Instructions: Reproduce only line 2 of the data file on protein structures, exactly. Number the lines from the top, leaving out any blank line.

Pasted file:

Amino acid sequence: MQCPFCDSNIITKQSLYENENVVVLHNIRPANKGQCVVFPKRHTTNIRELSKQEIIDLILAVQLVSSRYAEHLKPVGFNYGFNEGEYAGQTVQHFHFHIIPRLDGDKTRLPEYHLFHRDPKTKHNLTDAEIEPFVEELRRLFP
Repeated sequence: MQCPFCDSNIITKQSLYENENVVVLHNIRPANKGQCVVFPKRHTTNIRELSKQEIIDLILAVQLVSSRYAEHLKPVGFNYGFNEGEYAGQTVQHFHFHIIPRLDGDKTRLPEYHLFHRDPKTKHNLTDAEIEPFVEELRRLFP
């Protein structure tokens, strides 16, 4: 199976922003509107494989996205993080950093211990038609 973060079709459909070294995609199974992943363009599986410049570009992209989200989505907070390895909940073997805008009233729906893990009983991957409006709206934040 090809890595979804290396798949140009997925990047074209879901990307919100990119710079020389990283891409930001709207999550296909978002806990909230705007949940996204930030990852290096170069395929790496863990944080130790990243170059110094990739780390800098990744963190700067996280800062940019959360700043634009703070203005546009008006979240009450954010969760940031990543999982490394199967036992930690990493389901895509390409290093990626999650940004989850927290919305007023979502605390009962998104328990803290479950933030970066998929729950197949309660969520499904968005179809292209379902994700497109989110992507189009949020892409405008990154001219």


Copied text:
Repeated sequence: MQCPFCDSNIITKQSLYENENVVVLHNIRPANKGQCVVFPKRHTTNIRELSKQEIIDLILAVQLVSSRYAEHLKPVGFNYGFNEGEYAGQTVQHFHFHIIPRLDGDKTRLPEYHLFHRDPKTKHNLTDAEIEPFVEELRRLFP